Current Biases toward Put Options on the EUR/USD

January 6, 2015

As I've mentioned in my most recent EUR/USD posts, this currency pair is currently in the midst of a pretty significant slide, noticeable both on the daily chart, and from the very recent price action. My current bias on the pair is naturally down, so I prefer put options to calls. I certainly do not exclude call options from consideration and some notable upswings in price will and do happen. But for the time being, I'm simply more comfortable in taking puts due to the ongoing trend in the EUR/USD.

During the latter part of the week (January 5-9), the EUR/USD showed a bit of slight rebound. At least temporarily, as I write this from the morning of Monday, January 12, price found a bit of support along 1.1800. A bullish engulfing candle formed Friday on the daily chart including all of the price data from January 9.

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In terms of textbook price action teaching, a candle bullish (green/rising) candle that engulfs or takes up the entirety of the previous candle can generally be considered a potential – even a reliable – reversal signal. But it's way too premature to be making any predictions about the EUR/USD based on that alone. The simple main takeaway is that put options may be better suited for the current environment, although quality call options are certainly worth taking should they present themselves.

As for Tuesday's (January 6) trading... Initially, I wasn't getting anything to setup well in the early going of this trading day. I was looking at the pivot level as a logical spot for a put option. But the trade itself never set up and passed through the level on a strong bullish candle just shy of 4AM EST (see image below). After this break of pivot, 1.2000 was about fifty pips away, which could have been a realistic target and would likely see some good reaction that could prove useful for put option setups. Yet less than a half-hour later, price fell back below pivot and began targeting support 1 right around the 1.1900 level.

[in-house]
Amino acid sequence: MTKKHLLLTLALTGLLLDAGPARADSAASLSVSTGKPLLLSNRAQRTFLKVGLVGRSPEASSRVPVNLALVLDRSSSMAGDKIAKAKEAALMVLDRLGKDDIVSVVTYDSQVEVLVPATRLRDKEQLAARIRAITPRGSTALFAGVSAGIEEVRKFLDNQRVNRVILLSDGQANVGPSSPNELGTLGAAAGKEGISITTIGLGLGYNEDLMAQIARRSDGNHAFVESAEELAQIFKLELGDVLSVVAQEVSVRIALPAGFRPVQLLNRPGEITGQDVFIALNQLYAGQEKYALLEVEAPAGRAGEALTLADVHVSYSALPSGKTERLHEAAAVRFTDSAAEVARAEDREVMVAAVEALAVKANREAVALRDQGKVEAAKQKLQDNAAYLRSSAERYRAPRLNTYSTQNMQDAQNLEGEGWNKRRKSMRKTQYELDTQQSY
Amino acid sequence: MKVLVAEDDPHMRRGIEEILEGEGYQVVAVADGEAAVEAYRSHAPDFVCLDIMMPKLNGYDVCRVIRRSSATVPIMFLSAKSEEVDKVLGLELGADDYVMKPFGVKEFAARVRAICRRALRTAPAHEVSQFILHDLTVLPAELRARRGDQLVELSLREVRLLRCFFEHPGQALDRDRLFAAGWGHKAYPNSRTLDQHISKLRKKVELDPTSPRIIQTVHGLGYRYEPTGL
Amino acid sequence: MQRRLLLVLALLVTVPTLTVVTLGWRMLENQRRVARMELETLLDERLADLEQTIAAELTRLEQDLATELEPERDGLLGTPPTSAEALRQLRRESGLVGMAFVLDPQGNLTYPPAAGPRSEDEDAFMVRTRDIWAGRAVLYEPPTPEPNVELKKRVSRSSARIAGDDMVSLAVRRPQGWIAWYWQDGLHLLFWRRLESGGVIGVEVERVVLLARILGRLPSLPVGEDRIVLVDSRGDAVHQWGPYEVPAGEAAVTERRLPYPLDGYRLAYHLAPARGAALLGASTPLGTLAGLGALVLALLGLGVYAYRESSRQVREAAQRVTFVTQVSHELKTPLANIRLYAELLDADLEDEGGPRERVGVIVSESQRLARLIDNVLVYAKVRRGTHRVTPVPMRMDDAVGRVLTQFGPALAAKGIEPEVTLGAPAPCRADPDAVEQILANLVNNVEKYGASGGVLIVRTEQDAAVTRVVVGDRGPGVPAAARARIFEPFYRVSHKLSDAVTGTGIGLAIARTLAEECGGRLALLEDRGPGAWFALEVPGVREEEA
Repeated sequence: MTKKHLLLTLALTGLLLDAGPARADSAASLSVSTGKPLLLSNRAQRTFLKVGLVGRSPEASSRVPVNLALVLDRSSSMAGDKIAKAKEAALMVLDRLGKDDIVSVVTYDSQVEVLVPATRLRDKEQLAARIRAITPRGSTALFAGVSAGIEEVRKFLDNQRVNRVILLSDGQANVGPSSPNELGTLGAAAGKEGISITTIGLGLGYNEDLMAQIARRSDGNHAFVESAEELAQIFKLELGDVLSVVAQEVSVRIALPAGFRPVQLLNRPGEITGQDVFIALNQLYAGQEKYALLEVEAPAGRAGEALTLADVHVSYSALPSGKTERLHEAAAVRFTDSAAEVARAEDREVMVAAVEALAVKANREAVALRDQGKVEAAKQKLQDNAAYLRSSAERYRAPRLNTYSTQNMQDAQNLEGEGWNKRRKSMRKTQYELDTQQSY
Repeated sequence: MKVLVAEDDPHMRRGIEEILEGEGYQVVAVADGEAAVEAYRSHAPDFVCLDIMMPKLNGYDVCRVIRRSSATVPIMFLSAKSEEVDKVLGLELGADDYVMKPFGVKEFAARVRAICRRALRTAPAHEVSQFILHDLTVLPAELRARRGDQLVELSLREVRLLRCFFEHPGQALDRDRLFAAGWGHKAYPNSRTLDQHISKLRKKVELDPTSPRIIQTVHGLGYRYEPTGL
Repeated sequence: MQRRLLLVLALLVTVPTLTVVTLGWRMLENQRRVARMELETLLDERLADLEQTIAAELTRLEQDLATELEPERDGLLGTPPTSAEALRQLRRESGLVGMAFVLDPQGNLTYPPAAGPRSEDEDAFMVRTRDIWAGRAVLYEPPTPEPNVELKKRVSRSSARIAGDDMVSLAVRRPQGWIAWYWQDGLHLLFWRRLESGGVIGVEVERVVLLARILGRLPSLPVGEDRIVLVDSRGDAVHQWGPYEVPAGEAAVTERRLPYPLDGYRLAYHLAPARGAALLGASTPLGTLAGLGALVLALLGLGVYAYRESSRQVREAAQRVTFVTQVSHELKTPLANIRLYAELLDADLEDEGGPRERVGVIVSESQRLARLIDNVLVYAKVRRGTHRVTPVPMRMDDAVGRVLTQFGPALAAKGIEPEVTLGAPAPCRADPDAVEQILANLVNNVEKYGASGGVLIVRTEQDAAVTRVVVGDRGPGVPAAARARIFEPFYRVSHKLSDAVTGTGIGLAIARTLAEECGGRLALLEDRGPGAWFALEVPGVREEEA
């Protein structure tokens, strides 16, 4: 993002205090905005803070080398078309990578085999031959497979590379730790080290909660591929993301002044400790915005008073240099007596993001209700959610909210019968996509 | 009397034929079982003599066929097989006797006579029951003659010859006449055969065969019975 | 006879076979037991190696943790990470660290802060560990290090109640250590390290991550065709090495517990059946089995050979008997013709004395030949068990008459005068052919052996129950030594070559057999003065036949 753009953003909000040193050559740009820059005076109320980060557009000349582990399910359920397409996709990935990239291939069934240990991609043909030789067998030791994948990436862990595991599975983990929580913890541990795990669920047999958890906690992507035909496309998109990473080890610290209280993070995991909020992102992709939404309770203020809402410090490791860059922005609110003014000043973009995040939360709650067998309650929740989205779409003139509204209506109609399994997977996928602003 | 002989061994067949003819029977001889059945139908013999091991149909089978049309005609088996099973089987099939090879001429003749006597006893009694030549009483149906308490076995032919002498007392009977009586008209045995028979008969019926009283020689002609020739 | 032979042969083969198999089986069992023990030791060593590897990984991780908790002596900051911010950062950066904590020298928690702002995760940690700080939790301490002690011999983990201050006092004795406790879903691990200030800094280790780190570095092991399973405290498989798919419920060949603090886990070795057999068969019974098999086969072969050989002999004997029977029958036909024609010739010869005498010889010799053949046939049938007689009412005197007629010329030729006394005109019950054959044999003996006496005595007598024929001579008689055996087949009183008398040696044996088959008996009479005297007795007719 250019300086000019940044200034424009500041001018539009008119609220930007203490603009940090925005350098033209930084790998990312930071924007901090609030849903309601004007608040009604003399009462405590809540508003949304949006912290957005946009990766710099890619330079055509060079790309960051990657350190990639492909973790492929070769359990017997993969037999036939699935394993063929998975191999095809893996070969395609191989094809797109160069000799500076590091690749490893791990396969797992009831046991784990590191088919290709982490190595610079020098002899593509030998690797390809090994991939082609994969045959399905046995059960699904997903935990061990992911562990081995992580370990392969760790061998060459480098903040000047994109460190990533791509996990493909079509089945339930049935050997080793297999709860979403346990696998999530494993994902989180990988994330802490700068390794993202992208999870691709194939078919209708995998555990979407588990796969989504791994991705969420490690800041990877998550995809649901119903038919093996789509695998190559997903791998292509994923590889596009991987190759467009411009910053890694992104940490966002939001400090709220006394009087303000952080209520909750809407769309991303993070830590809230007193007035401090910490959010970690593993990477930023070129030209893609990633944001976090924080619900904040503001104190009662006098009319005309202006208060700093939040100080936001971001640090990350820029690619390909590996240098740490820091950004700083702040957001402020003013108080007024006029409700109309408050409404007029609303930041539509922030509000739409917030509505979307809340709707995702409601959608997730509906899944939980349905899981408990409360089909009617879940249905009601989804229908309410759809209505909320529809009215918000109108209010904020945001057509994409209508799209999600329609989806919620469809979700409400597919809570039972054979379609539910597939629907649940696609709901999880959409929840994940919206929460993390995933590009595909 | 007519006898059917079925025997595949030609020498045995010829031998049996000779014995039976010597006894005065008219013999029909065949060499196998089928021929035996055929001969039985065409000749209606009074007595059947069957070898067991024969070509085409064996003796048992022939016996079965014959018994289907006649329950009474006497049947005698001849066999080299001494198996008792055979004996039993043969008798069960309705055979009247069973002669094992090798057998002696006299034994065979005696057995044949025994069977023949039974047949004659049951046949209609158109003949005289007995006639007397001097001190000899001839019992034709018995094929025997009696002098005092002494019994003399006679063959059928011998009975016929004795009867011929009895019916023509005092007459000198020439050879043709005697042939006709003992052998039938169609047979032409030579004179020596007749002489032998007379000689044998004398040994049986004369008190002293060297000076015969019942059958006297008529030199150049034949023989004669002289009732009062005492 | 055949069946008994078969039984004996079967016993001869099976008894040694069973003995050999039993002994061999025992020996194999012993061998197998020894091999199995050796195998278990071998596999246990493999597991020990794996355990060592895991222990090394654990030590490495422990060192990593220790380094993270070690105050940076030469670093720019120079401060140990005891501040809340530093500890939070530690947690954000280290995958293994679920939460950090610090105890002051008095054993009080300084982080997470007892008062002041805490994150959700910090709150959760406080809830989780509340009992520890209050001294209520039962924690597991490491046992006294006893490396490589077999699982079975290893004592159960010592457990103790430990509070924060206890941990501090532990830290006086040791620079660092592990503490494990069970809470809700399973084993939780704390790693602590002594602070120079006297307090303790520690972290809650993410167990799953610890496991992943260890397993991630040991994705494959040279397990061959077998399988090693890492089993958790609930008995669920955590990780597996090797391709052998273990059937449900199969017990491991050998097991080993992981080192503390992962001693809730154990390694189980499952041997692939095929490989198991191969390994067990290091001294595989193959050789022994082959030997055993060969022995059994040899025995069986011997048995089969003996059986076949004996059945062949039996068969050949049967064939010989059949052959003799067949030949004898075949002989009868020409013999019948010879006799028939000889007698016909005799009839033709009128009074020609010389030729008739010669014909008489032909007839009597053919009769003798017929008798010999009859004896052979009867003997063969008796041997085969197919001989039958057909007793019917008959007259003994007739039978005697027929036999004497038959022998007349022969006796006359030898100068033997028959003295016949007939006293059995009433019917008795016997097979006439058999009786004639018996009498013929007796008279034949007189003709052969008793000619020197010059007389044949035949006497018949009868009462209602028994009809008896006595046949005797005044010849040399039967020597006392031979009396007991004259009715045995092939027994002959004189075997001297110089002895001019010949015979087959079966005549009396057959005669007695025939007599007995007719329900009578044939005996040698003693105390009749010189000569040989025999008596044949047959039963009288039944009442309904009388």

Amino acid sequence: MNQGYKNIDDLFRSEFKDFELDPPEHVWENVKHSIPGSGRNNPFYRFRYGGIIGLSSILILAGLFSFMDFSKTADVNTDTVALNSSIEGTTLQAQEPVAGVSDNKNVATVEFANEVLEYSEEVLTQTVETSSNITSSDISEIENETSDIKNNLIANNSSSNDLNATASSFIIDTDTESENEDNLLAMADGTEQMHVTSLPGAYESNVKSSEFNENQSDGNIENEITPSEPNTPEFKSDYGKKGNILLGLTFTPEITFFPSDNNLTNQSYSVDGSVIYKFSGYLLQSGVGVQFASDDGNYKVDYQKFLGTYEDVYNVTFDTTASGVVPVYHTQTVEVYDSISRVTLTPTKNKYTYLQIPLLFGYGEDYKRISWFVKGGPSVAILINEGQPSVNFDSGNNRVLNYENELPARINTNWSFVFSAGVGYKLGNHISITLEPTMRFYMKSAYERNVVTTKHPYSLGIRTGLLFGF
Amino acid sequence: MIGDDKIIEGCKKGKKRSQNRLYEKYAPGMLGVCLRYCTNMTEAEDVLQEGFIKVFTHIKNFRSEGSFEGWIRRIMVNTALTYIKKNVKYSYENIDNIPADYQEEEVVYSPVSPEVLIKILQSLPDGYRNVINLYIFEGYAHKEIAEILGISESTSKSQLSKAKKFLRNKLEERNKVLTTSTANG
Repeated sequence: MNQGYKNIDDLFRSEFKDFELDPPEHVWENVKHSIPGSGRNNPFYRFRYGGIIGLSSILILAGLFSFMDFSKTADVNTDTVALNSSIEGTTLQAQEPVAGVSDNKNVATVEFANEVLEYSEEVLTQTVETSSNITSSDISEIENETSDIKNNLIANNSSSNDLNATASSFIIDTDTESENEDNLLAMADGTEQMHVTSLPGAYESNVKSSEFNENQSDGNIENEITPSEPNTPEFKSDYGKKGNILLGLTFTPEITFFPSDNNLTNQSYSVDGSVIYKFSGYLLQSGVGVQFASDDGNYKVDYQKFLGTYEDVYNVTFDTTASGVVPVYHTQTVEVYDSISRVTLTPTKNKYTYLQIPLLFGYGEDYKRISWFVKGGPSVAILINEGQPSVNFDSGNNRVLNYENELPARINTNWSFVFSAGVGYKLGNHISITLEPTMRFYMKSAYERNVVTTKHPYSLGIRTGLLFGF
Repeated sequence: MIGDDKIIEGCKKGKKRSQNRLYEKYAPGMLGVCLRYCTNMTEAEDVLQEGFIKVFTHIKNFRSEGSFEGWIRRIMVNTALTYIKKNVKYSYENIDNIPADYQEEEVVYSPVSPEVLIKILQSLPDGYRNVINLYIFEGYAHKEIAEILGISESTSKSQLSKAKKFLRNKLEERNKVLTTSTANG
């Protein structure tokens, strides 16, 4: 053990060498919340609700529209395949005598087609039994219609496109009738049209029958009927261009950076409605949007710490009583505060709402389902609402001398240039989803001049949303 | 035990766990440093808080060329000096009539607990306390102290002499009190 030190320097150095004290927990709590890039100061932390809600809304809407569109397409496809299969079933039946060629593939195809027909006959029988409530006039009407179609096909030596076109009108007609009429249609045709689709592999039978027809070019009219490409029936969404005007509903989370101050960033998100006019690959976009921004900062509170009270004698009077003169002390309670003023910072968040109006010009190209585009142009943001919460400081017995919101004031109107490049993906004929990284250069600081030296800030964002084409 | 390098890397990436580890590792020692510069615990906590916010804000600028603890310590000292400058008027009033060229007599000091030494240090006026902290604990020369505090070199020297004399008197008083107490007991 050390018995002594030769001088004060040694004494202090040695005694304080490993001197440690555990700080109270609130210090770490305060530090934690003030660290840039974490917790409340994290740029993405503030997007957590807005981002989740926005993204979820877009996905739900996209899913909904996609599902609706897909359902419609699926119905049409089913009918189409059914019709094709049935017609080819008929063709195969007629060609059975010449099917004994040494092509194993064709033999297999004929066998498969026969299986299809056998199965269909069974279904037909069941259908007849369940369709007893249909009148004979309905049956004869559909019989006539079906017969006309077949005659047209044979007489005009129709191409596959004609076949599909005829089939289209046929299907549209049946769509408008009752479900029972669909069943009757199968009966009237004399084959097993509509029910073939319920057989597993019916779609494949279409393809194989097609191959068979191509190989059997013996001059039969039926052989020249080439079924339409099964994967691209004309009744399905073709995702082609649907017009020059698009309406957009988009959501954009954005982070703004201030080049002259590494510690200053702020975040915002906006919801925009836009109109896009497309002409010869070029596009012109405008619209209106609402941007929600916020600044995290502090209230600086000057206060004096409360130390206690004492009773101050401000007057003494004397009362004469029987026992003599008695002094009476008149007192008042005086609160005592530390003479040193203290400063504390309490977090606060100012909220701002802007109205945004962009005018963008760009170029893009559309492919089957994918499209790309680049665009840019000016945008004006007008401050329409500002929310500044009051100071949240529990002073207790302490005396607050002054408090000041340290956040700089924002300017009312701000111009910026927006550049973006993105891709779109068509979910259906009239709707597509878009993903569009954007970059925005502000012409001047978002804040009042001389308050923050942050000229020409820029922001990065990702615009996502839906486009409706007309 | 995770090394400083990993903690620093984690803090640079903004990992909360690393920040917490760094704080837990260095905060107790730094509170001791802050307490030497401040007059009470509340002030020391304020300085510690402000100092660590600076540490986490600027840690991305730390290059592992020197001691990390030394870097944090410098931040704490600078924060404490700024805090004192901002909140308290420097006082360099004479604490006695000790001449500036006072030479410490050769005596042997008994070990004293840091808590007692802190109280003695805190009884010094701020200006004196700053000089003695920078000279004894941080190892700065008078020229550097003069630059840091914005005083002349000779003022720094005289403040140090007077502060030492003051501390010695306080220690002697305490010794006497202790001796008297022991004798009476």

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As stated, I was certainly willing to take a call option should it set up properly. Buying in the market certainly wasn't dead with the short break of pivot that was seen earlier. Moreover, that level had acted as support for a brief fifteen-minute period. Accordingly, support 1 was fairly likely to act similarly, especially with 1.1900 possibly acting as a sort of psychological barrier, if only slightly.

While this did hold true as expected, any call option setup didn't display itself as I would have preferred. I trade based on rejections of levels to ascertain whether a price is robust enough as a support or resistance area, followed by a trade entry at the level in question. So while support 1 held and even saw a 20-pip jump above it shortly after 6AM EST, this is simply an instance where my trade entry rules didn't properly align with the situation.

photo Screenshot2015-01-06at105011PM_zps332f898c.png

As a result, no trades were taken on this pair during this particular day.
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